Because of fear of enemies and the need for security, the people in fascist regimes are persuaded that human rights can be ignored in certain cases because of "need." The people tend to look the other way or even approve of torture, summary executions, assassinations, long incarcerations of prisoners, etc.
3. Identification of Enemies/Scapegoats as a Unifying Cause
The people are rallied into a unifying patriotic frenzy over the need to eliminate a perceived common threat or foe: racial , ethnic or religious minorities; liberals; communists; socialists, terrorists, etc.
4. Supremacy of the Military
Even when there are widespread domestic problems, the military is given a disproportionate amount of government funding, and the domestic agenda is neglected. Soldiers and military service are glamorized.
5. Rampant Sexism
The governments of fascist nations tend to be almost exclusively male-dominated. Under fascist regimes, traditional gender roles are made more rigid. Opposition to abortion is high, as is homophobia and anti-gay legislation and national policy.
6. Controlled Mass Media
Sometimes the media is directly controlled by the government, but in other cases, the media is indirectly controlled by government regulation, or sympathetic media spokespeople and executives. Censorship, especially in war time, is very common.
7. Obsession with National Security
Fear is used as a motivational tool by the government over the masses.
8. Religion and Government are Intertwined
Governments in fascist nations tend to use the most common religion in the nation as a tool to manipulate public opinion. Religious rhetoric and terminology is common from government leaders, even when the major tenets of the religion are diametrically opposed to the government's policies or actions.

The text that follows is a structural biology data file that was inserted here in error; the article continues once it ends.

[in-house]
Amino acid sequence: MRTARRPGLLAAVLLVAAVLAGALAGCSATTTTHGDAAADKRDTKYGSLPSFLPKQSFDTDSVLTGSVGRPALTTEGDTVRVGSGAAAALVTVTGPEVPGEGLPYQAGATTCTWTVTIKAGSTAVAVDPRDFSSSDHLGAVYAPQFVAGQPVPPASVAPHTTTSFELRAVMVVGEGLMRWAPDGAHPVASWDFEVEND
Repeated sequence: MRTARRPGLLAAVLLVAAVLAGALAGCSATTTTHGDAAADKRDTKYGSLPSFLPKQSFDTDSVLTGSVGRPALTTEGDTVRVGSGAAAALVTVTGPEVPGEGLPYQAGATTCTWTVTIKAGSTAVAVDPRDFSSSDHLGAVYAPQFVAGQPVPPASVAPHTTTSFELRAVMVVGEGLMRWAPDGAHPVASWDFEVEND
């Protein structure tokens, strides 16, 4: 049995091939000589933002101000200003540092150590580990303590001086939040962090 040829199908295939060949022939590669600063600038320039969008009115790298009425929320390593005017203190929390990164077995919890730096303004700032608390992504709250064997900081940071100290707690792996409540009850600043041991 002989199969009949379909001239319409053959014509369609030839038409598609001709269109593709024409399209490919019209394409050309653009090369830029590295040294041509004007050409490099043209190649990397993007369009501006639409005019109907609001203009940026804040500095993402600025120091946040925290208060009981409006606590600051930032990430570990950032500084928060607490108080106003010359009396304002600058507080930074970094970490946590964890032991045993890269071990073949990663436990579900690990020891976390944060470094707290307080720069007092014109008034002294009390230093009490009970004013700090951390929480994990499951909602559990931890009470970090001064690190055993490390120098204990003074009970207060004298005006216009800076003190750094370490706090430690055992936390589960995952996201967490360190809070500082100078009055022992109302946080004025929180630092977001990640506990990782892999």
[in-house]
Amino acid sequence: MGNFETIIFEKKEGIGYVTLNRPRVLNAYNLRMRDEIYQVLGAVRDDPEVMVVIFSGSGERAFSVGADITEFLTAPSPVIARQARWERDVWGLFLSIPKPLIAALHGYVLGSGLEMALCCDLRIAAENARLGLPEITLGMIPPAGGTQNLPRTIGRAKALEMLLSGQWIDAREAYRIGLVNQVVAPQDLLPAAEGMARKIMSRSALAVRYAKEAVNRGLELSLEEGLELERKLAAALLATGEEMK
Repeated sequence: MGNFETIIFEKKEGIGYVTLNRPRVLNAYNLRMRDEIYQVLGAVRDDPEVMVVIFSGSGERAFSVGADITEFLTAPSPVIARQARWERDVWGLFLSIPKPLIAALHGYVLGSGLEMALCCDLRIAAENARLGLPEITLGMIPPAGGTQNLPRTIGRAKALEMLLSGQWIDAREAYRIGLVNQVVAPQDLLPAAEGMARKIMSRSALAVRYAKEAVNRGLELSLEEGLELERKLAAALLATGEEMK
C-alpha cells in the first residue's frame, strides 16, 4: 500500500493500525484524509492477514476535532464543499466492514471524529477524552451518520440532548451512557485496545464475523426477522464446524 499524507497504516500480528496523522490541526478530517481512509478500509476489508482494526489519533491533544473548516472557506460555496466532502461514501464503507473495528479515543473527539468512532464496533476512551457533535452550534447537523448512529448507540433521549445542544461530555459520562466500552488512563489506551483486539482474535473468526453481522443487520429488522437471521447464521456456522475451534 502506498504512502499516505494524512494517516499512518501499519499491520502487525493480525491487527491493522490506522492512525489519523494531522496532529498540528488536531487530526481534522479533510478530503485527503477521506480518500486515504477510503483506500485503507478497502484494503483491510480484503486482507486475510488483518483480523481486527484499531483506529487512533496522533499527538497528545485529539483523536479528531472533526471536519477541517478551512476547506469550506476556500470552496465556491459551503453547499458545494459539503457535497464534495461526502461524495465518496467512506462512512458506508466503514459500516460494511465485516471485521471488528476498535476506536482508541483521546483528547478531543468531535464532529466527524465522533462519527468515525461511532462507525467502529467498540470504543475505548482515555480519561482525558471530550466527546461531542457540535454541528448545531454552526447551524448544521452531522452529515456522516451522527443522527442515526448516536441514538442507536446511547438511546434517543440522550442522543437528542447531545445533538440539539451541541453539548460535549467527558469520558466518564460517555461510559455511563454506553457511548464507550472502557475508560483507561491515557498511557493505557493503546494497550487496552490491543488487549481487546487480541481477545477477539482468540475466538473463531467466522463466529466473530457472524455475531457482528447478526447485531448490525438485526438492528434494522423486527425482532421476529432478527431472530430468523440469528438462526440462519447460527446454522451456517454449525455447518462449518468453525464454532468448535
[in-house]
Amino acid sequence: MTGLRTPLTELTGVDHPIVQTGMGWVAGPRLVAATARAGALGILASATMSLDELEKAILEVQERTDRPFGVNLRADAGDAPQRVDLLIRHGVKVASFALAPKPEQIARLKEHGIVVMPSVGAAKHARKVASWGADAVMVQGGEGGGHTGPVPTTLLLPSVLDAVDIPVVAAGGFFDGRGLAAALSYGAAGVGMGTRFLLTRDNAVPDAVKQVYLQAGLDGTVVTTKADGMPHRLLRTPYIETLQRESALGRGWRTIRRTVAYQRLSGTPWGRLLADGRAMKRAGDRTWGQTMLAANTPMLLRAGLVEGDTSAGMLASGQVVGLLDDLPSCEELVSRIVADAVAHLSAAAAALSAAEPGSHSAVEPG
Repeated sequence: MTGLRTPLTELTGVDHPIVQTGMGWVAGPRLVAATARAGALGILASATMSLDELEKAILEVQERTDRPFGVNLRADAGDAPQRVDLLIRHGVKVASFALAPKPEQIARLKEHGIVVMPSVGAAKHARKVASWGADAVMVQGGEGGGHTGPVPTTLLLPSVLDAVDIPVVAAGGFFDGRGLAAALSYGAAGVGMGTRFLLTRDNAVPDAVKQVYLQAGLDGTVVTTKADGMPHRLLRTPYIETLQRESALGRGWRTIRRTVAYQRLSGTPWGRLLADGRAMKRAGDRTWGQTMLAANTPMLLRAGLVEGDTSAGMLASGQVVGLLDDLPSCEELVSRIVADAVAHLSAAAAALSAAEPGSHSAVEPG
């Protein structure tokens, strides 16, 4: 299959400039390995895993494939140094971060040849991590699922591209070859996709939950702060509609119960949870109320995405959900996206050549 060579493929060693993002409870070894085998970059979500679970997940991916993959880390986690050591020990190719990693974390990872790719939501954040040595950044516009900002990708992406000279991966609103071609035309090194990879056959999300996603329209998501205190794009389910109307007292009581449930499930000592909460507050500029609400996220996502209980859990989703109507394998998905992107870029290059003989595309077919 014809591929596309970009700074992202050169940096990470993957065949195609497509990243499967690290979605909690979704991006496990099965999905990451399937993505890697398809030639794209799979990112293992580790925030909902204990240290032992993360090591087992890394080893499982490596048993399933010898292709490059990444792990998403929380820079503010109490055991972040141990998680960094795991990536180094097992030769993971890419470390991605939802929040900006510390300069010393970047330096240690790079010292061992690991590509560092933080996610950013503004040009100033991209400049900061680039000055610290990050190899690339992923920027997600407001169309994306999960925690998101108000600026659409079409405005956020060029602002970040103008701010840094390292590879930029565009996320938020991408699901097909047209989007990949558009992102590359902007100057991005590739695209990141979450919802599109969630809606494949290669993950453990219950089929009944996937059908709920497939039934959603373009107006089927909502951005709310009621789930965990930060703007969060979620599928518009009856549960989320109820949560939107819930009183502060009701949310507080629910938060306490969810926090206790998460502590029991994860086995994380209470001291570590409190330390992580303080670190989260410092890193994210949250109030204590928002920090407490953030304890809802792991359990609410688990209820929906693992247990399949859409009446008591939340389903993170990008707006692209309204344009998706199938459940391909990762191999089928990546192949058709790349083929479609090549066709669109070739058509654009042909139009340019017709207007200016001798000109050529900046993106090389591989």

9. Corporate Power is Protected
The industrial and business aristocracy of a fascist nation often are the ones who put the government leaders into power, creating a mutually beneficial business/government relationship and power elite.
10. Labor Power is Suppressed
Because the organizing power of labor is the only real threat to a fascist government, labor unions are either eliminated entirely, or are severely suppressed .
11. Disdain for Intellectuals and the Arts
Fascist nations tend to promote and tolerate open hostility to higher education, and academia. It is not uncommon for professors and other academics to be censored or even arrested. Free expression in the arts is openly attacked, and governments often refuse to fund the arts.
12. Obsession with Crime and Punishment
Under fascist regimes, the police are given almost limitless power to enforce laws. The people are often willing to overlook police abuses and even forego civil liberties in the name of patriotism. There is often a national police force with virtually unlimited power in fascist nations.
13. Rampant Cronyism and Corruption
Fascist regimes almost always are governed by groups of friends and associates who appoint each other to government positions and use governmental power and authority to protect their friends from accountability. It is not uncommon in fascist regimes for national resources and even treasures to be appropriated or even outright stolen by government leaders.
14. Fraudulent Elections
Sometimes elections in fascist nations are a complete sham. Other times elections are manipulated by smear campaigns against or even assassination of opposition candidates, use of legislation to control voting numbers or political district boundaries, and manipulation of the media. Fascist nations also typically use their judiciaries to manipulate or control elections.